Ready to get out into nature after this late winter we’ve been having? Want to lend a hand for the planet this Earth Day but not sure where to start? This article will share some of the many benefits that can come from being in nature and get you connected with Earth Day events – as well as share info on fun natural spaces to enjoy any day!
First, take some time to meditate on how great being in nature can be and feel for your mental health. In an article by the American Psychological Association (linked below) the effects of nature on mental health were explored. Research in the article found that having time in natural environments have been linked with improved working memory (how many things you can juggle in your brain at any given time), improved cognitive flexibility (think: ‘go with the flow’), and improved attention control. On the other hand, when we get saturated with urban settings this environment can have a negative effect on our mental health. Being in city spaces can negatively affect our ability to concentrate and function: researchers have found that when people take short breaks to look at green scenery (compared to gray, urban scenery) it leads to making fewer logistical mistakes in tasks. Another finding was that participants listening to calming noises, like waves or crickets chirping, perform better on cognitive tests compared to folks who were listening to busy urban noises, like traffic. With nature improving our functioning so much, it seems a wise choice to get out more often: but if the practicality of nature isn’t enough for you, how about the way it increases happiness?
Interacting with nature has many emotional benefits and can instill a greater sense of purpose in life as well. A recent review of research on people’s interactions with nature, found that connecting with nature increases happiness, improves social interactions, and can also heighten a sense of meaning in life. The emotional effects of nature are also felt by children even into adulthood: a study in Denmark found that children who were grew up around more “green space” (such as parks and forests) tended to have fewer psychiatric conditions down the road compared to children who grew up in spaces with less greenery. While there are many other factors in a kid’s life, being around more nature doesn’t seem to hurt.
So, how much nature do we need to get these benefits? Does it matter whether I’m at a beach or a mountain or a park or just watching a nature show? Let’s start with the first question: preliminary research has found that two hours a week – whether all at once or throughout the week – is enough to boost health and wellbeing. We can’t narrow it more than that just yet, but that’s a good ballpark to aim for! As for the second question, research supports that getting out into areas of rich natural diversity (for example, a nature preserve) is more restorative for visitors compared to areas with less diversity (say, a city park). As for beach vs. mountain, there isn’t strong evidence leaning either way, but some findings suggest that being in ‘blue spaces’ (aquatic environments like beaches) may be even more beneficial than green spaces. But let’s get practical: if you’re in the Capital Region, it’s likely that beaches and mountains are a weekend adventure or maybe a speedy day trip. How about our day to day, week to week? The good news is that spending time in natural spaces like city parks benefit us as well. And if it feels too cold for a walk, still there is budding research on the positive effects of virtual nature experiences: virtual reality experiences of nature have been found to be beneficial in a similar way to experiencing it firsthand, but with smaller effects. Simply watching nature videos has been associated with positive feelings such as joy, calm, and inspiration – a publication by the University of Plymouth reported.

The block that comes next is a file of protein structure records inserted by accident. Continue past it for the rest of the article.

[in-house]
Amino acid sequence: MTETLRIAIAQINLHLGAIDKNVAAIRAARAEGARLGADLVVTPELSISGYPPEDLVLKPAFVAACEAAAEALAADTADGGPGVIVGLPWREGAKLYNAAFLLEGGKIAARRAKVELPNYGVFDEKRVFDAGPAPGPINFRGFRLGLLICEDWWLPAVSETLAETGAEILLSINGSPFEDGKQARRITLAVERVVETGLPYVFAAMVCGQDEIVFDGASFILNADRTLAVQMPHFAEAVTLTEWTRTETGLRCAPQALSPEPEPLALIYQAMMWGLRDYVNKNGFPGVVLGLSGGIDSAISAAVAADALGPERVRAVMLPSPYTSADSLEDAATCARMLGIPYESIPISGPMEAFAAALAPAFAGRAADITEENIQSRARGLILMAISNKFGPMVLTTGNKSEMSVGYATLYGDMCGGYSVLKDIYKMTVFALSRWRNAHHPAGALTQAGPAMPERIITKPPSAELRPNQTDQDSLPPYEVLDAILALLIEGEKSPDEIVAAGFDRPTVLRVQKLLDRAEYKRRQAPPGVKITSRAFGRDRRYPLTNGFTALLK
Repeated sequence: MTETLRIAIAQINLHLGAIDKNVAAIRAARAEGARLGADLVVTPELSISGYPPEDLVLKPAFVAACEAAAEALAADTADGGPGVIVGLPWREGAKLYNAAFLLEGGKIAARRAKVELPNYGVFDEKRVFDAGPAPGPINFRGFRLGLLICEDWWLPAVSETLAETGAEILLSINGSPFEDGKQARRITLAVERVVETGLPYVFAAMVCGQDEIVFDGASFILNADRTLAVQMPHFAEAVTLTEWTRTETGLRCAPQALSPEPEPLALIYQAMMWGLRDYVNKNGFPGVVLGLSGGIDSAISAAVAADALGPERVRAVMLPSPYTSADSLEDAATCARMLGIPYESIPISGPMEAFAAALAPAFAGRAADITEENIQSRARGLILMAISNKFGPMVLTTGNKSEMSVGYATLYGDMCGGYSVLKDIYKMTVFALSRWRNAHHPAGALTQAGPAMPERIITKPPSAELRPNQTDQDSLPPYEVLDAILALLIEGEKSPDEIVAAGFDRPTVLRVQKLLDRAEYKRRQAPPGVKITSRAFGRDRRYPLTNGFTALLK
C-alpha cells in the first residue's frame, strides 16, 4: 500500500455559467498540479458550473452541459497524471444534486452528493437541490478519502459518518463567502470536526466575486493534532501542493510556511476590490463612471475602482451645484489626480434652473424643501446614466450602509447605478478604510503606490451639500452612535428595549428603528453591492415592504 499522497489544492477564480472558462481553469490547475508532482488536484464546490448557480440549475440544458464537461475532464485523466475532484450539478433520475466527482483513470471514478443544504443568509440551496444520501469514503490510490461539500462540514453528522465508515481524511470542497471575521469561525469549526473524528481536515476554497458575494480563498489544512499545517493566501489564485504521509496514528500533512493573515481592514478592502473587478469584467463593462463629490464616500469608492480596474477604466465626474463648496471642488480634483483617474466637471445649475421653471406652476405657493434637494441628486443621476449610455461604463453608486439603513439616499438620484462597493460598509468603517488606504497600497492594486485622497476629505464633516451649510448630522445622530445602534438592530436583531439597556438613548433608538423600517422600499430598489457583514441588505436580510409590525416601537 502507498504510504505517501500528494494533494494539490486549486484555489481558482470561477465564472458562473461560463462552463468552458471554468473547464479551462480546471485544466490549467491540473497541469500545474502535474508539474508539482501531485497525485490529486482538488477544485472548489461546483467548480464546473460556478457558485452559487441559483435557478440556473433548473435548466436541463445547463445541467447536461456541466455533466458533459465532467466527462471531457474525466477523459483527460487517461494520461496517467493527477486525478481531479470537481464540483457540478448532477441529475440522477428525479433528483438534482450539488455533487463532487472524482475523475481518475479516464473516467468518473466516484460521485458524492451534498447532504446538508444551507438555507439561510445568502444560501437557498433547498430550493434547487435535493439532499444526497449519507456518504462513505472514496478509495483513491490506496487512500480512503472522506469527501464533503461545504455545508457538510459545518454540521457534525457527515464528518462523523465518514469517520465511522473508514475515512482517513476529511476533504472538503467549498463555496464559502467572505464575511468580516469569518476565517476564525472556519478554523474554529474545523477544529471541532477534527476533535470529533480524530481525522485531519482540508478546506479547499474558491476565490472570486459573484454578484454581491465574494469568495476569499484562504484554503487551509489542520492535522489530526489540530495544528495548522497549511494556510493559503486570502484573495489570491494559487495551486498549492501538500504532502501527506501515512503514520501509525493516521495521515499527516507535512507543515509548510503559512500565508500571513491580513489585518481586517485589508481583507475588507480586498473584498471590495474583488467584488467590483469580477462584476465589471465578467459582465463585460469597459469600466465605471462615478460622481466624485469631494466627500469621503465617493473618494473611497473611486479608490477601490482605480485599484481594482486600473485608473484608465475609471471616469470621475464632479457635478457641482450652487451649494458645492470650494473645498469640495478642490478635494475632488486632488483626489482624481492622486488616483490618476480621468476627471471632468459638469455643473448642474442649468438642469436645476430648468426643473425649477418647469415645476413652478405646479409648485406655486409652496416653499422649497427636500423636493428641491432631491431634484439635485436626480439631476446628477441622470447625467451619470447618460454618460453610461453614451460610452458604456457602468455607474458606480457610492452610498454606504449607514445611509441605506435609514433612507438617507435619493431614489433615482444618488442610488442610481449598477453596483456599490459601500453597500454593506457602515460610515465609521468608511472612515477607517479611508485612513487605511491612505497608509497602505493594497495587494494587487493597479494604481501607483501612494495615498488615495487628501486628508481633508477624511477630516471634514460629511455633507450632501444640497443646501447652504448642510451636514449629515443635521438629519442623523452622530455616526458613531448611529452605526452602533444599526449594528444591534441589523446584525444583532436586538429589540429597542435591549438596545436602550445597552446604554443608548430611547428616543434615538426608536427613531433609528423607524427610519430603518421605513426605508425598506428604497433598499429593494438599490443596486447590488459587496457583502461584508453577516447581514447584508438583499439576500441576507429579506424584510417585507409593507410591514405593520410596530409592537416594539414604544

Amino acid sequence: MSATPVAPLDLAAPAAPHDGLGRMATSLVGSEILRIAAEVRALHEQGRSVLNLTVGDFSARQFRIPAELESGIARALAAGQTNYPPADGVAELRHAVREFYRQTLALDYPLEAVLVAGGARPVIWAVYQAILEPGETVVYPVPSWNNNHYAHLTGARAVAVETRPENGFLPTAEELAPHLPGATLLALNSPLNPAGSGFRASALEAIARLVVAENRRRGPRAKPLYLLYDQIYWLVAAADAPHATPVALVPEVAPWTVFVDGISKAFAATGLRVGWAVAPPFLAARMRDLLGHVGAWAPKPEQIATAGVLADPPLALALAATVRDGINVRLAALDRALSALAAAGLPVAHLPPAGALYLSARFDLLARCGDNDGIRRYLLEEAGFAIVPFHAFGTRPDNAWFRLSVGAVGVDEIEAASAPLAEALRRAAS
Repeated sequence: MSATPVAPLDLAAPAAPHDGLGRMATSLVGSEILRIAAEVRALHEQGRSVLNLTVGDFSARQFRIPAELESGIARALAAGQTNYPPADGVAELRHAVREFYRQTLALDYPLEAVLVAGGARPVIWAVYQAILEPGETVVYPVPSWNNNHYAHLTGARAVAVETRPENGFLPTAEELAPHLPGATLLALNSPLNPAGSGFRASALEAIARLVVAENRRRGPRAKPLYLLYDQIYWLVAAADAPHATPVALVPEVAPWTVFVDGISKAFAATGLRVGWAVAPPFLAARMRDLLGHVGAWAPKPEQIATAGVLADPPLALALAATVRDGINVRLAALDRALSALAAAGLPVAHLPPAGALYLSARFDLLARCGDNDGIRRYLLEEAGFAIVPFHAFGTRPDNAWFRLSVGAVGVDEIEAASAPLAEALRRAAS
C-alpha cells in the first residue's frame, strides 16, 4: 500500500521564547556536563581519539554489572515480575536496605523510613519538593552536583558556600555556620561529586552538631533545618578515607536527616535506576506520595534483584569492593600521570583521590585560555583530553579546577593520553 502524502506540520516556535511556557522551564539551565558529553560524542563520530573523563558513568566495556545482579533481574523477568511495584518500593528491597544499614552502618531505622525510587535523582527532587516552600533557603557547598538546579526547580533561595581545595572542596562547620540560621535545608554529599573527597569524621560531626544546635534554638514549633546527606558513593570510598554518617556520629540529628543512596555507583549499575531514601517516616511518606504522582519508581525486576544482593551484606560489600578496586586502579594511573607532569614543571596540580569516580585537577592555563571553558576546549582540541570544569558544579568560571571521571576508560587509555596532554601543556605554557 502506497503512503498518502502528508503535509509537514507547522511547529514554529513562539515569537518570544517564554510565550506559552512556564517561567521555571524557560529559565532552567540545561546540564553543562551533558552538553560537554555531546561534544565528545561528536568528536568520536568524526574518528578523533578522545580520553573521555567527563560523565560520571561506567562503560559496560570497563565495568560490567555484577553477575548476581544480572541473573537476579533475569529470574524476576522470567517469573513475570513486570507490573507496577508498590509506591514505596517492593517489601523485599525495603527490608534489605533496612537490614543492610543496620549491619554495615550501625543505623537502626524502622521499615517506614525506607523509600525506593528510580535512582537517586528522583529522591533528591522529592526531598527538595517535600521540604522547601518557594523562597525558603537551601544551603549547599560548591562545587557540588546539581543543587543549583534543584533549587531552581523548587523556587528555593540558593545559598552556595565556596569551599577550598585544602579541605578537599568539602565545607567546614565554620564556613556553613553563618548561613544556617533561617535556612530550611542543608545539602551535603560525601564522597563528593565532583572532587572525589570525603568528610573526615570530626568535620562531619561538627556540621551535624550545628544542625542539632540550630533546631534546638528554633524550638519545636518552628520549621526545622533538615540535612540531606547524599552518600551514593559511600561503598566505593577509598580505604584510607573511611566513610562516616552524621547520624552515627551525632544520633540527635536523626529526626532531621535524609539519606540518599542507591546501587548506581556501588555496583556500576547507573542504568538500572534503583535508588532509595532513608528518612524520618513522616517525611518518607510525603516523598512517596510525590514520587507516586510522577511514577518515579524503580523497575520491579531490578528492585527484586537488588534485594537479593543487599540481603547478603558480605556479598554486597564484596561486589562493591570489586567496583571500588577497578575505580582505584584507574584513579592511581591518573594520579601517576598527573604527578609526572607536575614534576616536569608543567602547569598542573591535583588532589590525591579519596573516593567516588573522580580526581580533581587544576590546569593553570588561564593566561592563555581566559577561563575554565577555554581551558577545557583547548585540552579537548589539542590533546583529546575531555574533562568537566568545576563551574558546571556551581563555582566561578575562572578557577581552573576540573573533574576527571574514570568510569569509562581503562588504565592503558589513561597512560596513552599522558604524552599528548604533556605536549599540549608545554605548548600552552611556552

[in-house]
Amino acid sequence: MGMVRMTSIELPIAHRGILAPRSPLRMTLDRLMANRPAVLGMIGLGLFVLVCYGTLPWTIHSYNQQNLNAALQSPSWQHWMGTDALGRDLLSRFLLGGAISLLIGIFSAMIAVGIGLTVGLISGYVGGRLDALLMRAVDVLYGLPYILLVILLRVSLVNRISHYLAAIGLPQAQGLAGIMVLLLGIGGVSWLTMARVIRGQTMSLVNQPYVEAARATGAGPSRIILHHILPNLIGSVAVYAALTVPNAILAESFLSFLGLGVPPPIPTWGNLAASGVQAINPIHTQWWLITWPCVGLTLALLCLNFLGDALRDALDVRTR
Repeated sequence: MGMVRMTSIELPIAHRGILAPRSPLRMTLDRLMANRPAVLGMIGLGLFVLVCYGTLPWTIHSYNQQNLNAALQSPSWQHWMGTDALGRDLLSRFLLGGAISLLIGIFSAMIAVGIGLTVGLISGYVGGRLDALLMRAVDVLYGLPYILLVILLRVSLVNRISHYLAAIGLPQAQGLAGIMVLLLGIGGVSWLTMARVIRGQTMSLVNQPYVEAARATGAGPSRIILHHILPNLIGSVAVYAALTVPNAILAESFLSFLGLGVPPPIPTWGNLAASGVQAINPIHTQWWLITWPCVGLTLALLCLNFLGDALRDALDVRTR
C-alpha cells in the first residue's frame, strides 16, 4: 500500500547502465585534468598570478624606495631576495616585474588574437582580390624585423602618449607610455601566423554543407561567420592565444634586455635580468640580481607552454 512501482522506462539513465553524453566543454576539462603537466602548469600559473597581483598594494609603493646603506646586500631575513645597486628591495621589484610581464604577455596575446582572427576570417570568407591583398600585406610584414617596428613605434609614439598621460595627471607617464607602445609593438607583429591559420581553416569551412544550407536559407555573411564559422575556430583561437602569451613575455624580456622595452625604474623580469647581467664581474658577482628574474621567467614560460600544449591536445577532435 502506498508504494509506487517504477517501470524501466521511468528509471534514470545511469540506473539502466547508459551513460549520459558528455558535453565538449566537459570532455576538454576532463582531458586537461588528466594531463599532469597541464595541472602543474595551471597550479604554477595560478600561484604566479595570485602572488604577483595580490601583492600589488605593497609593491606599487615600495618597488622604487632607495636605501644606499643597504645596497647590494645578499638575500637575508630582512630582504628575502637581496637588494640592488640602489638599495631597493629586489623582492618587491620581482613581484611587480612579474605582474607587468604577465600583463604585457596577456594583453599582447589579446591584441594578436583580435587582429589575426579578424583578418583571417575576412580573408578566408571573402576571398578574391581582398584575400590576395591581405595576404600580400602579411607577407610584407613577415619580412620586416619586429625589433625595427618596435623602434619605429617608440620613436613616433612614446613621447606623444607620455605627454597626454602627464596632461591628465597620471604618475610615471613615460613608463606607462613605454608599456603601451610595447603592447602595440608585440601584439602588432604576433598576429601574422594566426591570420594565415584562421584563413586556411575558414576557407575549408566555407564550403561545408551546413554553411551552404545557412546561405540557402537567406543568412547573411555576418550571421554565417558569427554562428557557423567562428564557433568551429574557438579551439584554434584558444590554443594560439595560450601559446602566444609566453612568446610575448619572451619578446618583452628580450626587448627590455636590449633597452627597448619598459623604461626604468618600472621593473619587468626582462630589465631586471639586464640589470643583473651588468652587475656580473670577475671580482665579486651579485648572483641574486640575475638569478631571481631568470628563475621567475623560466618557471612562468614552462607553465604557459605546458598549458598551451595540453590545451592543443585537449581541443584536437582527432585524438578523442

Now that we’ve stoked our motivation to get going, where are we going to? Below are a few resources on ways you can enjoy nature as well as a few suggestions for how to participate in Earth Day events.
Earth Day (April 22nd) Events
- Volunteer for a Conservation Project at the Albany Pine Bush Preserve, from 9am-12pm
- Advanced registration required, free event
- Volunteer at the Huyck Preserve to help remove an invasive plant species, Asiatic bittersweet, and make a difference in our natural areas! 10 am – 12 pm
- Advanced registration required, free event
- Also at Huyck Preserve, for go a Spring Tree ID Hike with a tree expert, 12:30 – 2 pm
- Advanced registration required, $5 suggested donation, children under 12 free
- org has some great opportunities to learn more about how to support the planet and they help facilitate events run by local leaders right here in the Capital Region. Check their events page to stay up to date on events being hosted this year.
- Also check social media platforms to see who is getting involved in the community on Earth Day! This is a big day for public clean-ups and other beautification projects.
Natural Areas in the Capital Region
- Albany Pine Bush Discovery Center and nature trails,
- Address: 195 New Karner Road, Albany, NY 12205
- Phone: 518-456-0655
- Huyck Preserve
- Address: 5052 Delaware Turnpike, Rensselaerville, NY 12147
- Phone: 518-797-3440
- Ann Lee Pond Nature and Historic Preserve
- Address: Heritage Lane, Albany, NY 12205
- Phone: 518-655-7948 (this is the number for Albany Co. Parks & Recreation)
- For even more nature preserves, check out the Mohawk Hudson Land Conservancy’s website for over a dozen nature preserves, in Albany and surrounding counties
By, Christopher Shephard, MHC, EAP Counselor